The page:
Absurdly Driven looks at the world of business with a skeptical eye and a firmly rooted tongue in cheek.
When you say the words United Airlines, what reaction do you usually get?
A snort of derision, perhaps? Or maybe a joke about dragging passengers off planes?
Or maybe a haughty: "I'll never fly with those people again!"
Yet humans are fickle sorts.
To change their minds about something -- or someone -- can occasionally take one simple action, one blessedly simple event.
And so it is that my eyes fall upon a new YouGov BrandIndex survey that examined recent events in American history, specifically the companies that had decided to drift away from the potentially -- or, some might say, actually -- noxious association with the National Rifle Association.
The main thrust of this survey's results is rather neutral.
"Despite a significant increase in the number of people talking and hearing about many of the brands which broke their NRA partnerships, overall consumer perception for most of those brands have remain unchanged," says YouGov.
Most of those brands.
Yet when you slide your eyes along all of the scores, you see something poking its little head out.
And it's not a passenger lying on the floor.
It's United Airlines, whose so-called Buzz score after breaking ties with the NRA rose more than any of the other brands.
Its Word of Mouth score also rose to sixth place out of all the brands surveyed. (Delta, which is in a nasty little spat with the state of Georgia over its decision, came first in this category.)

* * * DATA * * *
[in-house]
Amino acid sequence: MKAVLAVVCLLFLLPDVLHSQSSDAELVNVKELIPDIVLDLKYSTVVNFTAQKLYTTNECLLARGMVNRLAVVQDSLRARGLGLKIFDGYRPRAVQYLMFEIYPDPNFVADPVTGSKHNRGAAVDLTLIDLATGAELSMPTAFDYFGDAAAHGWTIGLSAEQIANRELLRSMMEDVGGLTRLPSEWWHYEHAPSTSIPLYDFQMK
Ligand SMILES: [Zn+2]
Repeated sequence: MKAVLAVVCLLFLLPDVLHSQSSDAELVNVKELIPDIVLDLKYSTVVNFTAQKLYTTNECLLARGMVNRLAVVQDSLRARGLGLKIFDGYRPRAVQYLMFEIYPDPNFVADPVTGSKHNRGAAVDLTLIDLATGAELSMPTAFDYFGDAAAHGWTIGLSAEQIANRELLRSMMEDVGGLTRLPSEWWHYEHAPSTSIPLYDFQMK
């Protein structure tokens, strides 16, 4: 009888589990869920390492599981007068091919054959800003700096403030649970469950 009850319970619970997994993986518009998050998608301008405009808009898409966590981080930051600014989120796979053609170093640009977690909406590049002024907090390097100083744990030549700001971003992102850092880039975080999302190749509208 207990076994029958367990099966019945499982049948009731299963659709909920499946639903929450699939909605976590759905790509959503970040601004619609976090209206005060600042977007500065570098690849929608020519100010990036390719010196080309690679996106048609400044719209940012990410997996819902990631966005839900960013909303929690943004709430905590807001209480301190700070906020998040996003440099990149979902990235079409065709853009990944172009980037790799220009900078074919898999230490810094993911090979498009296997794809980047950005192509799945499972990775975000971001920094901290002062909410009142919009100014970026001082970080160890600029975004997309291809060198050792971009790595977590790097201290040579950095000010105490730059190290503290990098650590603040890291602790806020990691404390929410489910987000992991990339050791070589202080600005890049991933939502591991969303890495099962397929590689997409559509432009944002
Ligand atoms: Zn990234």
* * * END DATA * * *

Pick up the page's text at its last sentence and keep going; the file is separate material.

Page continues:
This -- in the context of United's recent woes after it called the police on a paying passenger and dragged him bloodied off a plane -- might be cause for a little joy at United HQ.
I contacted the airline to ask if jigs were being performed and will update, should I hear.
To give you a little more context about United's increased positive Buzz, its change in score was 4.6. The next highest change -- Delta's -- was a mere 1.5.
Some might be surprised that most companies' brand images were largely unaffected by their NRA decisions.
With United, one factor might be where its Buzz score was before the decision.
Of all the brands surveyed, it was the only one with a negative score: -2.4.
Here, the airline's decision was surely motivated by how it sensed many of its customers -- and many of its employees -- felt about this issue.
This survey shows how just one gesture can make quite some difference.
Of course, if next week the airline drags another passenger down the aisle, the Buzz score will be back in the minuses again.